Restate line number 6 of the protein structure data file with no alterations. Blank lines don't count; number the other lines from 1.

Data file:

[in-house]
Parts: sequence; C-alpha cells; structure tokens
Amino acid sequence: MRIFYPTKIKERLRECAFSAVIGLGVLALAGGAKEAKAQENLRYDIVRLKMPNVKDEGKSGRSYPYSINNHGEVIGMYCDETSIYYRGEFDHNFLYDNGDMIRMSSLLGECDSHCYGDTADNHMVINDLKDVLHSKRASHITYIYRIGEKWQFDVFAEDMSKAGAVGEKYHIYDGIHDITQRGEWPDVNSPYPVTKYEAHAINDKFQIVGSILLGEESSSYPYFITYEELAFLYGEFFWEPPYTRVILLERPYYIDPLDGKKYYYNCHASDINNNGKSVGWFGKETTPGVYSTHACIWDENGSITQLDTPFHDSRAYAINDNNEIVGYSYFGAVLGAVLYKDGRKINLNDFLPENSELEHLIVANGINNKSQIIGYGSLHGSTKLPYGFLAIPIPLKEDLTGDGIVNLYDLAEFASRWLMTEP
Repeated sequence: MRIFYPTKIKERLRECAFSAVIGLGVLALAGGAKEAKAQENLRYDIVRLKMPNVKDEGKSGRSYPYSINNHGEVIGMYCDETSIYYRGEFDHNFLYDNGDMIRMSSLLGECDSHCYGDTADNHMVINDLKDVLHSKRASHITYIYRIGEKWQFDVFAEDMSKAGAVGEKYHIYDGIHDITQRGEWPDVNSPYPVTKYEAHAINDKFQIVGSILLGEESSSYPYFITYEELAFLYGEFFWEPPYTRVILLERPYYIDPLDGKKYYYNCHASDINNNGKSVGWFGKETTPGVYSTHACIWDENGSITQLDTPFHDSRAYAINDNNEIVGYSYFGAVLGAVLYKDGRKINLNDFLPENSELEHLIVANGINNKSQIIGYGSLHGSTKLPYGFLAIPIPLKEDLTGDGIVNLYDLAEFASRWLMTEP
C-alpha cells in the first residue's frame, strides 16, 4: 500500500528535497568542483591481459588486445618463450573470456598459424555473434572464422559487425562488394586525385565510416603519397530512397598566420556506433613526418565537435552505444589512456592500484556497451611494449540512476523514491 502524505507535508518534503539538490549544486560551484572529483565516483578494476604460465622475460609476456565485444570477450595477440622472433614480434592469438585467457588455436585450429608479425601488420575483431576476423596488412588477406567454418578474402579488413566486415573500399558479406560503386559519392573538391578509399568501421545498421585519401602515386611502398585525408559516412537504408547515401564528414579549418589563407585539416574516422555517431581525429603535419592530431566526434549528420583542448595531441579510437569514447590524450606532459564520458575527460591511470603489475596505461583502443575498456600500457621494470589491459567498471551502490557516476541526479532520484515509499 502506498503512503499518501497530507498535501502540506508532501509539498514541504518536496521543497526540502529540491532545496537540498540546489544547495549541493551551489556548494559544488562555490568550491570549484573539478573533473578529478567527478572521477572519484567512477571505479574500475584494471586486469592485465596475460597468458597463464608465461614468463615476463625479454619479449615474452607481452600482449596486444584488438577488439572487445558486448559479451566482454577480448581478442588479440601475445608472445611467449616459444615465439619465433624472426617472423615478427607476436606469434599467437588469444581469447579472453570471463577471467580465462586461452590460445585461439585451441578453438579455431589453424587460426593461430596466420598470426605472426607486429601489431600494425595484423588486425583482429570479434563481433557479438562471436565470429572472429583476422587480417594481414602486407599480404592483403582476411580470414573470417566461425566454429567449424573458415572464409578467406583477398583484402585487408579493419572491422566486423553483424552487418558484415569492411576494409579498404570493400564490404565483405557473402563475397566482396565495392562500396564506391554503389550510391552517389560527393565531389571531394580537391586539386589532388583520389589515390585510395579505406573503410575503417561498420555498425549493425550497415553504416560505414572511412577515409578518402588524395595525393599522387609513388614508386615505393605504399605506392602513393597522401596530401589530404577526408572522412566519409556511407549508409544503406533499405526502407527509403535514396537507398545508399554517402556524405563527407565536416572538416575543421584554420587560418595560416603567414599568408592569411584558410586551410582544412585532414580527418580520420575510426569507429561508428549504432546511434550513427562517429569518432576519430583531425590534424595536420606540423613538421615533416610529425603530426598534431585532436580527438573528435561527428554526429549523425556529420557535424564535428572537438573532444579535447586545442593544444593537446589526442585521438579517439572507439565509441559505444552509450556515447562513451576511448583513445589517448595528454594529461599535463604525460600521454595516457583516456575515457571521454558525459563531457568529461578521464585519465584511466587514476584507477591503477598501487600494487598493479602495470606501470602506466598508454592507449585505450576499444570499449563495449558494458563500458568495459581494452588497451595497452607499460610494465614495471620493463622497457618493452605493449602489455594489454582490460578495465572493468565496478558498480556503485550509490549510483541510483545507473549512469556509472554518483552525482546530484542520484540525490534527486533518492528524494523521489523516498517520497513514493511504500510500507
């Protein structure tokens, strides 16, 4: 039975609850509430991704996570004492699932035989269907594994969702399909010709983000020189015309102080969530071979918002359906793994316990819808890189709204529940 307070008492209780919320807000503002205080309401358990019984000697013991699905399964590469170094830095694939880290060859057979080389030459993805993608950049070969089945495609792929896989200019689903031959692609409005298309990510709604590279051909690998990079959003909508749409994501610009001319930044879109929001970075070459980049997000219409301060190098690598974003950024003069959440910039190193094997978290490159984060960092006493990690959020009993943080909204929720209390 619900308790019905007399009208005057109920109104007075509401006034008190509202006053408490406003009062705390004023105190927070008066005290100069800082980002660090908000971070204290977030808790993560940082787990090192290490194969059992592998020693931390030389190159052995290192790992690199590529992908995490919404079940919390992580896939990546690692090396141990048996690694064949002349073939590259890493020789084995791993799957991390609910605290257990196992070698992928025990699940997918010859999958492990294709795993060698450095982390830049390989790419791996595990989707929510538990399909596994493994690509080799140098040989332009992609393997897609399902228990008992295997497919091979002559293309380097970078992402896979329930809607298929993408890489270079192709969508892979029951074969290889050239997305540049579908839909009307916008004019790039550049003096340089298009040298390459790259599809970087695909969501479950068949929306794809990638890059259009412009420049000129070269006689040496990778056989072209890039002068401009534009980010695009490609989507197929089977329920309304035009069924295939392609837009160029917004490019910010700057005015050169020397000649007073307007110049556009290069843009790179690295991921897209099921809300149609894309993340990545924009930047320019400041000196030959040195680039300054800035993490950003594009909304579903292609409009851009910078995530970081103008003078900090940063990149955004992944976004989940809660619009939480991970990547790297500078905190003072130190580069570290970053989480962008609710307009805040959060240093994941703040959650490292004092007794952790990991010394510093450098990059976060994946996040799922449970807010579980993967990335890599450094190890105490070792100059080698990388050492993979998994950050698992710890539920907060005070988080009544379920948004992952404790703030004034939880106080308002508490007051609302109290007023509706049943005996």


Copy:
């Protein structure tokens, strides 16, 4: 039975609850509430991704996570004492699932035989269907594994969702399909010709983000020189015309102080969530071979918002359906793994316990819808890189709204529940 307070008492209780919320807000503002205080309401358990019984000697013991699905399964590469170094830095694939880290060859057979080389030459993805993608950049070969089945495609792929896989200019689903031959692609409005298309990510709604590279051909690998990079959003909508749409994501610009001319930044879109929001970075070459980049997000219409301060190098690598974003950024003069959440910039190193094997978290490159984060960092006493990690959020009993943080909204929720209390 619900308790019905007399009208005057109920109104007075509401006034008190509202006053408490406003009062705390004023105190927070008066005290100069800082980002660090908000971070204290977030808790993560940082787990090192290490194969059992592998020693931390030389190159052995290192790992690199590529992908995490919404079940919390992580896939990546690692090396141990048996690694064949002349073939590259890493020789084995791993799957991390609910605290257990196992070698992928025990699940997918010859999958492990294709795993060698450095982390830049390989790419791996595990989707929510538990399909596994493994690509080799140098040989332009992609393997897609399902228990008992295997497919091979002559293309380097970078992402896979329930809607298929993408890489270079192709969508892979029951074969290889050239997305540049579908839909009307916008004019790039550049003096340089298009040298390459790259599809970087695909969501479950068949929306794809990638890059259009412009420049000129070269006689040496990778056989072209890039002068401009534009980010695009490609989507197929089977329920309304035009069924295939392609837009160029917004490019910010700057005015050169020397000649007073307007110049556009290069843009790179690295991921897209099921809300149609894309993340990545924009930047320019400041000196030959040195680039300054800035993490950003594009909304579903292609409009851009910078995530970081103008003078900090940063990149955004992944976004989940809660619009939480991970990547790297500078905190003072130190580069570290970053989480962008609710307009805040959060240093994941703040959650490292004092007794952790990991010394510093450098990059976060994946996040799922449970807010579980993967990335890599450094190890105490070792100059080698990388050492993979998994950050698992710890539920907060005070988080009544379920948004992952404790703030004034939880106080308002508490007051609302109290007023509706049943005996």